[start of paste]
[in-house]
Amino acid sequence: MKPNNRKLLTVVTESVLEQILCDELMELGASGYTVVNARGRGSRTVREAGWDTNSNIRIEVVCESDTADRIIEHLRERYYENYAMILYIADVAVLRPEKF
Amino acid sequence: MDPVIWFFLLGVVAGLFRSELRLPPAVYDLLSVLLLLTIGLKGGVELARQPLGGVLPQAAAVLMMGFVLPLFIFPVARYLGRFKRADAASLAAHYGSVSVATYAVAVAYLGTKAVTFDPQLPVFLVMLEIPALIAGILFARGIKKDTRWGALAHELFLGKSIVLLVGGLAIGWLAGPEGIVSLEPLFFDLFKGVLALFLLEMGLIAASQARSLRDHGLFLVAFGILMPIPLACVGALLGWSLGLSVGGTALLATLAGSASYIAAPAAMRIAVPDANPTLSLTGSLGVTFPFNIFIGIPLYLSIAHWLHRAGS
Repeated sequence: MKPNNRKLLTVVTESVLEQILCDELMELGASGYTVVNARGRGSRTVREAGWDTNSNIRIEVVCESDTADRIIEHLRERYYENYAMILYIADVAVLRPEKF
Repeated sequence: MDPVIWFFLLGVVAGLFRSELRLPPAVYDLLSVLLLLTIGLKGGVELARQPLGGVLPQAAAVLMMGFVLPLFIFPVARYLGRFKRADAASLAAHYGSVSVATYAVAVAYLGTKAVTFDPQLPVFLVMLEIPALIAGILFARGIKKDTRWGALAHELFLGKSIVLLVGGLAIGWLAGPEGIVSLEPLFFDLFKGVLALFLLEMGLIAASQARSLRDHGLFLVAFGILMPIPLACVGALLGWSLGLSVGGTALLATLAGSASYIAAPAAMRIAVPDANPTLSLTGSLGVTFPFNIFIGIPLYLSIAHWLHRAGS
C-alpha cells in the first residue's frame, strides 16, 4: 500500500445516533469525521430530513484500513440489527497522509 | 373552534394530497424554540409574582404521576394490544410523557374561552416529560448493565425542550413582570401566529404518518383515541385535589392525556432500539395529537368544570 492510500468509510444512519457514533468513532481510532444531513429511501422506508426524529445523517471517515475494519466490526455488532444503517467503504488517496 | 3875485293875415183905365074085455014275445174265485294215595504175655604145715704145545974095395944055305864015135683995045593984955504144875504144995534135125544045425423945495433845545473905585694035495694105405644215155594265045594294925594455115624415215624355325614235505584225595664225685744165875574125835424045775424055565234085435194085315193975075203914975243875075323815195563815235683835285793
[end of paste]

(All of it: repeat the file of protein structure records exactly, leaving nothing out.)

[in-house]
Amino acid sequence: MKPNNRKLLTVVTESVLEQILCDELMELGASGYTVVNARGRGSRTVREAGWDTNSNIRIEVVCESDTADRIIEHLRERYYENYAMILYIADVAVLRPEKF
Amino acid sequence: MDPVIWFFLLGVVAGLFRSELRLPPAVYDLLSVLLLLTIGLKGGVELARQPLGGVLPQAAAVLMMGFVLPLFIFPVARYLGRFKRADAASLAAHYGSVSVATYAVAVAYLGTKAVTFDPQLPVFLVMLEIPALIAGILFARGIKKDTRWGALAHELFLGKSIVLLVGGLAIGWLAGPEGIVSLEPLFFDLFKGVLALFLLEMGLIAASQARSLRDHGLFLVAFGILMPIPLACVGALLGWSLGLSVGGTALLATLAGSASYIAAPAAMRIAVPDANPTLSLTGSLGVTFPFNIFIGIPLYLSIAHWLHRAGS
Repeated sequence: MKPNNRKLLTVVTESVLEQILCDELMELGASGYTVVNARGRGSRTVREAGWDTNSNIRIEVVCESDTADRIIEHLRERYYENYAMILYIADVAVLRPEKF
Repeated sequence: MDPVIWFFLLGVVAGLFRSELRLPPAVYDLLSVLLLLTIGLKGGVELARQPLGGVLPQAAAVLMMGFVLPLFIFPVARYLGRFKRADAASLAAHYGSVSVATYAVAVAYLGTKAVTFDPQLPVFLVMLEIPALIAGILFARGIKKDTRWGALAHELFLGKSIVLLVGGLAIGWLAGPEGIVSLEPLFFDLFKGVLALFLLEMGLIAASQARSLRDHGLFLVAFGILMPIPLACVGALLGWSLGLSVGGTALLATLAGSASYIAAPAAMRIAVPDANPTLSLTGSLGVTFPFNIFIGIPLYLSIAHWLHRAGS
C-alpha cells in the first residue's frame, strides 16, 4: 500500500445516533469525521430530513484500513440489527497522509 | 373552534394530497424554540409574582404521576394490544410523557374561552416529560448493565425542550413582570401566529404518518383515541385535589392525556432500539395529537368544570 492510500468509510444512519457514533468513532481510532444531513429511501422506508426524529445523517471517515475494519466490526455488532444503517467503504488517496 | 3875485293875415183905365074085455014275445174265485294215595504175655604145715704145545974095395944055305864015135683995045593984955504144875504144995534135125544045425423945495433845545473905585694035495694105405644215155594265045594294925594455115624415215624355325614235505584225595664225685744165875574125835424045775424055565234085435194085315193975075203914975243875075323815195563815235683835285793